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Resting bmr and and squishy math

I run into a lot of issues when trying to prescribe diets to my clients. Clients often ask me what to eat, how often to eat, how many calories to eat, etc as if there is a magic formula for a perfect set of abs or a tight booty. And the truth is, it depends. It’s an un satisfying answer and there’s a lot of room to fudge the numbers.

So BMR or basal metabolic rate is an ESTIMATE of how many calories you’d burn if you didn’t do anything during a given day. If you laid around in bed, awake, this is roughly how many calories you’d burn. The keyword here is roughly. Bmr takes into account a few different things. Age (older means slower), gender (sorry ladies, men burn more), height as well as your weight to come up with an estimate of how many calories you’d burn if you were basically a vegetable that blinks.

So, to keep the math simple, let’s say that for a 200 lb man, we get a bmr of 2000 calories. Now most people, outside of certain government bureaucrats, don’t just sit on their ass all day technically constituting as alive. Some people are going to have higher or lower activity levels and this is going to affect your metabolism. This is calculated by something called an activity multiplier.

The activity multiplier tries to estimate your total calorie burn to give you a tdee or total daily energy expenditure. Now a sedentary individual (pretty much anyone not in a coma) is going to have a multiplier of about 1.2, so that person burns about 2400 calories a day. Think of a desk worker and you have a good idea. One level up is “lightly active” at 1.375. Lightly active is defined as light exercise 1-3 times per week. Hopefully by now you are starting to see some issues with this system by now. I’ll skip a couple levels and go all the way to highly active, meaning someone who works out strenuously twice a day, their multiplier is 1.9, which gives us about 3800 calories in our example.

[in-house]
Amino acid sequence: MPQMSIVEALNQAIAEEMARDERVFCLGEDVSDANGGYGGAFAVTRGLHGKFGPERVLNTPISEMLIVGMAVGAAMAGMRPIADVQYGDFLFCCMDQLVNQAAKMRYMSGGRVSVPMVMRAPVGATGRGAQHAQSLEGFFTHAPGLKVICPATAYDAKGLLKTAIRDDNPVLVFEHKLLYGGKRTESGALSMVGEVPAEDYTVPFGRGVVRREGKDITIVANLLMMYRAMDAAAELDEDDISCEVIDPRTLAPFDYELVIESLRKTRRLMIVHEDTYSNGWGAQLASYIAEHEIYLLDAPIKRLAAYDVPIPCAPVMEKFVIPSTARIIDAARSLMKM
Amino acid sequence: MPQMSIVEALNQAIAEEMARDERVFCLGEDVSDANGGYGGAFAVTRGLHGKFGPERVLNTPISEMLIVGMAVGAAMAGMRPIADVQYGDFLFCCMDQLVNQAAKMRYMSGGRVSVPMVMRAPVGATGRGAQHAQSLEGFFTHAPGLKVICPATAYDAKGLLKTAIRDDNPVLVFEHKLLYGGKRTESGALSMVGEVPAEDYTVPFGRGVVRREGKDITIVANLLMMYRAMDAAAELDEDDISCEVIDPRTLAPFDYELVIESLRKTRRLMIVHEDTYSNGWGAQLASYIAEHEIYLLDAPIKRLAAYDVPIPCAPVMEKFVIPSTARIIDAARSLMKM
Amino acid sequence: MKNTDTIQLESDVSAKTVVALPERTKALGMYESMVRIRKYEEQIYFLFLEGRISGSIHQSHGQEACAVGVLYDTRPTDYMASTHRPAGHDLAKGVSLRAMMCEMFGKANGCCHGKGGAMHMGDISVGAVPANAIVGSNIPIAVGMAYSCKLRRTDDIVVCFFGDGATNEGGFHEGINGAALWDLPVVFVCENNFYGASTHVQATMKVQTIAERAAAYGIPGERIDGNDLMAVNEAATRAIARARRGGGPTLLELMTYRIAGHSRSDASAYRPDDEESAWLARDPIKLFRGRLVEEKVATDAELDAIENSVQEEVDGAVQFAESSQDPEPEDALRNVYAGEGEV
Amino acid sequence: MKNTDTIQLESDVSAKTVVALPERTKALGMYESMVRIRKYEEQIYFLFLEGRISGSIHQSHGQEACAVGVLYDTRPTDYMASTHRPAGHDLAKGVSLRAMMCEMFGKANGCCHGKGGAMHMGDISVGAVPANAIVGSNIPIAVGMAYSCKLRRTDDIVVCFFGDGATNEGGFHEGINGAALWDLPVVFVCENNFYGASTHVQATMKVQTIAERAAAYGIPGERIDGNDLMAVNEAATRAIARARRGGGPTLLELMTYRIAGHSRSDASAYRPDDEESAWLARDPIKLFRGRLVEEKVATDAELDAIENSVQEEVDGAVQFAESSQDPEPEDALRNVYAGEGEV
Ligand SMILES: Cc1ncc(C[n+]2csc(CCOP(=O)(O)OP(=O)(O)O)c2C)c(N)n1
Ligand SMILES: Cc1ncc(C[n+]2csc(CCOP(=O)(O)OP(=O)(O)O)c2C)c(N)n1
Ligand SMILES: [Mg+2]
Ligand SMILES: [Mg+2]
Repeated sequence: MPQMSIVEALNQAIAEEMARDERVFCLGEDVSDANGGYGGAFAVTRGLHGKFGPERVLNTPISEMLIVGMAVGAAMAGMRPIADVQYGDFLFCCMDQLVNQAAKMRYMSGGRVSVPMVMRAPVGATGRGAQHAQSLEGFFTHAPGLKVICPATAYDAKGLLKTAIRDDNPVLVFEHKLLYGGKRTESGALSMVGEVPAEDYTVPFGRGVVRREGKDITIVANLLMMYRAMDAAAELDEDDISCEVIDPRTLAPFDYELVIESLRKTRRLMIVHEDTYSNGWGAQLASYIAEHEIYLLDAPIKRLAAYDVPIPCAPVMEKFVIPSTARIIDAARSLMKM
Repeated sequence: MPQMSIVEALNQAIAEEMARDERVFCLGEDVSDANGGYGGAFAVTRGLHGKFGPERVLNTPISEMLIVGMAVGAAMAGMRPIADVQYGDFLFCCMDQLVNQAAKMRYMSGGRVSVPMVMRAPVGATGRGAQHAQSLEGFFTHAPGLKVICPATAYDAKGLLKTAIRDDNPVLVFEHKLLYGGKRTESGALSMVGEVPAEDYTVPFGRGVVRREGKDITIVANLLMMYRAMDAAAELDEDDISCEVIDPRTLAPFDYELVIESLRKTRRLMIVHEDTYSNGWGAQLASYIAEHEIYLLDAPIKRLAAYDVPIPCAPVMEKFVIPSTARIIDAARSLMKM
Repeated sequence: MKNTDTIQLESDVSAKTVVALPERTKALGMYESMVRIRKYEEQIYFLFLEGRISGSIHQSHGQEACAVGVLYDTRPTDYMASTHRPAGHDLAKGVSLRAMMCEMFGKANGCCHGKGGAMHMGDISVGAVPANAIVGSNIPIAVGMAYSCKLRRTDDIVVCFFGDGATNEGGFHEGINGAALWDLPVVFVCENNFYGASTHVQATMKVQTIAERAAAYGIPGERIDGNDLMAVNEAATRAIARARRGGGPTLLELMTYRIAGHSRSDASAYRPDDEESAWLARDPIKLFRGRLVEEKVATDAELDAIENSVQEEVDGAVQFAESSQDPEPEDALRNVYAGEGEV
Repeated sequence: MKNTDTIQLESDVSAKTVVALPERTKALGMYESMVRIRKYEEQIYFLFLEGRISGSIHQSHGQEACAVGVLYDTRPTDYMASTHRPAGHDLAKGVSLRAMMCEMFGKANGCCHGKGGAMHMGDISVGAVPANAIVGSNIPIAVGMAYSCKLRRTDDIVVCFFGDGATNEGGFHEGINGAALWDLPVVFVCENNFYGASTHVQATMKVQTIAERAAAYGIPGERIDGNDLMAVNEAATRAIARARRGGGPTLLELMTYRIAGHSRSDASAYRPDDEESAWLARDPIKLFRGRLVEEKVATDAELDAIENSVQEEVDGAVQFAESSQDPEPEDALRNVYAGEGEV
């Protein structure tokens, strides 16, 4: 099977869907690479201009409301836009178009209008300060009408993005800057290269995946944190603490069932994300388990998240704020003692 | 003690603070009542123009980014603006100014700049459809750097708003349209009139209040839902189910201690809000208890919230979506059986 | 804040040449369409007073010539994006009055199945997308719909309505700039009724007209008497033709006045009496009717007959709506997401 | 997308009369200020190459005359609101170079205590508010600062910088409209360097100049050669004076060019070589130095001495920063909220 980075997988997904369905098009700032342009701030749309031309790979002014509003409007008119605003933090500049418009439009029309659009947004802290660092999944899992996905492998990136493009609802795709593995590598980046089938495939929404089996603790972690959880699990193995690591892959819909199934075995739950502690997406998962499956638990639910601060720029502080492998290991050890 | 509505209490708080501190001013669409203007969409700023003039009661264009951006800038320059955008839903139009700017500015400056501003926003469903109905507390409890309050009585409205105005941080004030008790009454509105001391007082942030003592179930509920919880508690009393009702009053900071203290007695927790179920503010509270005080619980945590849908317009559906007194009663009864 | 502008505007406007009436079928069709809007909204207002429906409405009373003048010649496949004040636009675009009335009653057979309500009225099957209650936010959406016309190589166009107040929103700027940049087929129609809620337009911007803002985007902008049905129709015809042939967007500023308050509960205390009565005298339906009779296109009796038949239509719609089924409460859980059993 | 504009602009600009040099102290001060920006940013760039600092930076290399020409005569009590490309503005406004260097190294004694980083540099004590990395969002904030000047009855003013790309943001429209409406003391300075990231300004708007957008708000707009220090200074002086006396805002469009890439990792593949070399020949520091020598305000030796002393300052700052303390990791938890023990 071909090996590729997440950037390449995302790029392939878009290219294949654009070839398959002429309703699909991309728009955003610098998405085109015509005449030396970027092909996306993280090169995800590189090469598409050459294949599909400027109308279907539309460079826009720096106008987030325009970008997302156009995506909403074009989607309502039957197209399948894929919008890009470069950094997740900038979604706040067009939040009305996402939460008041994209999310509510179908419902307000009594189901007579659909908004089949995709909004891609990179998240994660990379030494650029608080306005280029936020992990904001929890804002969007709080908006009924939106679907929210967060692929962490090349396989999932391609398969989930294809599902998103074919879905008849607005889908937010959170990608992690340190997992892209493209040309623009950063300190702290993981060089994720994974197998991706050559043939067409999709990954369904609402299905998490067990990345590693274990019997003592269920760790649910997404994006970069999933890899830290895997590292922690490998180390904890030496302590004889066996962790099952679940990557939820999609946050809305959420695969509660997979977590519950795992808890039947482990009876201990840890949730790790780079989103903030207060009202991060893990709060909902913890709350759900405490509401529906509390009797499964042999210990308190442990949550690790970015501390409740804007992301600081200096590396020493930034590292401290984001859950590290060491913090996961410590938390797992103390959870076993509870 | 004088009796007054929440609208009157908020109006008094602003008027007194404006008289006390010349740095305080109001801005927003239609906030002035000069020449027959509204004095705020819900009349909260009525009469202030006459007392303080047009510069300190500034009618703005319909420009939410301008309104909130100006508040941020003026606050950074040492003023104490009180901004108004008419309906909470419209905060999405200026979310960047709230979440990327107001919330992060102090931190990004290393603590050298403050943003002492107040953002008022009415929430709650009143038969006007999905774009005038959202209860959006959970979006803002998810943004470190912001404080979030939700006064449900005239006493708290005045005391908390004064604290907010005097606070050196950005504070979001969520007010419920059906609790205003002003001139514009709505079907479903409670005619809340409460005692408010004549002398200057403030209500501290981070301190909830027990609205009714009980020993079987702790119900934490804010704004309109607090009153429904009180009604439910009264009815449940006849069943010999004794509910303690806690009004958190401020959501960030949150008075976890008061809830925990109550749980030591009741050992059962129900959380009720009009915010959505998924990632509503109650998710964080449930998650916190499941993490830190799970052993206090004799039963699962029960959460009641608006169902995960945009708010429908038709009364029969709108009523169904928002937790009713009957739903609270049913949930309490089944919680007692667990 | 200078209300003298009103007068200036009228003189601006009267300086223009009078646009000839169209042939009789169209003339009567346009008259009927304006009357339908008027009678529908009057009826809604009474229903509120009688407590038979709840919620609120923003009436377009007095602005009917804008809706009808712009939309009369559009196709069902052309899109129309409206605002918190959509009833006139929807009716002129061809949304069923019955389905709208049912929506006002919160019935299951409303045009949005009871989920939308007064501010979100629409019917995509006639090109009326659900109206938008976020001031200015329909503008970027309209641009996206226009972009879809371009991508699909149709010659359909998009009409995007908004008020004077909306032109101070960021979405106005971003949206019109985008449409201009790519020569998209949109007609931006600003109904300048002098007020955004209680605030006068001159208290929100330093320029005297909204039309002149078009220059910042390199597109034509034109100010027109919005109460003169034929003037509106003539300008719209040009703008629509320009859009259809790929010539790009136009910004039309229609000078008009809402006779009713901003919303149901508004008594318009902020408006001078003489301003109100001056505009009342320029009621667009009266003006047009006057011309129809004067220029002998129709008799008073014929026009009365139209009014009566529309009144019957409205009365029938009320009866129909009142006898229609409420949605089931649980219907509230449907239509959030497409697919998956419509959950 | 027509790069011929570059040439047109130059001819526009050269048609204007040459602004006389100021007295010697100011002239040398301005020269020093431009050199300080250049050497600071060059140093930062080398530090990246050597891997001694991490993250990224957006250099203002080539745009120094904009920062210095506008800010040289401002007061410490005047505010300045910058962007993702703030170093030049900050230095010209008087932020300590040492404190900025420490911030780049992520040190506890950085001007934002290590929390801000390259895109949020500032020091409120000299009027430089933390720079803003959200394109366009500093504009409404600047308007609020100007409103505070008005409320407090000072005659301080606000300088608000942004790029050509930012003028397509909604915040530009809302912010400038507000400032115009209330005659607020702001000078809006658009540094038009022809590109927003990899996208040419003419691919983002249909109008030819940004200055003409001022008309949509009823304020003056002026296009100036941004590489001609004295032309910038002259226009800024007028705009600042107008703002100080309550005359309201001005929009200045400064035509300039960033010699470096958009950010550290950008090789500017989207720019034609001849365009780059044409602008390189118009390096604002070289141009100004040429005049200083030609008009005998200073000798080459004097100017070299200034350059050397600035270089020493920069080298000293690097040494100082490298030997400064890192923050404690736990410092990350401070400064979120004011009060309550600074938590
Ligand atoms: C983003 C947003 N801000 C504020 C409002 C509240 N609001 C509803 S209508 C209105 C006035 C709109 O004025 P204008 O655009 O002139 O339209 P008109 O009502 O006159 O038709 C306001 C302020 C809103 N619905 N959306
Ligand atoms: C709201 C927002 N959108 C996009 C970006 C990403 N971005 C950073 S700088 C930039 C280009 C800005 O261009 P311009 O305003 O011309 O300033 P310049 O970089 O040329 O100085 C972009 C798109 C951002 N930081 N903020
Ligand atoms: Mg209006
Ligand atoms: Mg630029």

So the glaring problem with this model is the activity level. Let’s assume there is no much thing as hyper or hypo-thyroidism and assume that anyone who actually exercises and eats correctly will lose a defined amount of weight. He do we define very active? Exercising vigorously 2 times a day for 6 out of 7 days. But what is vigorous exercise? Weight training? Hill sprints? Sweating on an elliptical?

What about a severely obese person? Is their idea of strenuous exercise different than a heavyset power lifter? Each level has a difference of roughly 300 calories in this model which multiplied over 7 days is 2100, or over a half a pound of fat for anyone trying to lose fat. So someone trying to safely lose a pound a week might only see 1/2 lb which doesn’t even register on most scales!

Another flaw with this model is the idea of muscle damage. Take two athletes of similar mass, build, and fat percentages but that practice different sports, let’s say a marathon runner and a flyweight boxer. Now if both these athletes run 10 miles, who do you think is going be more sore afterwards? The boxer obviously, he will suffer more muscle damage and thus require more calories to repair.

Another thing to consider is that if someone is dieting, they tend to be tired. So daily activity starts to go down. You take the elevator instead of the stairs. You forgo a hiking trip and decide to watch tv and let your body recover. Little things here and there to avoid exertion because you are dieting.

All these little factors contribute to the inaccuracy of tdee. Tdee is only useful if it’s closely monitored against weight loss or weight gain. When you decide to go on a calorie counting diet, you have to match it up against a your actual results. If you’re losing weight, good. If you’re not, drop another 200 calories a day and see what happens in a week.

Or you can do what I do. Focus on eating more vegetables and leans meats and lift a Mack truck every morning. Eat when you’re hungry. Drink a lot of water. And follow a sound lifting program that amps up intensity over time.

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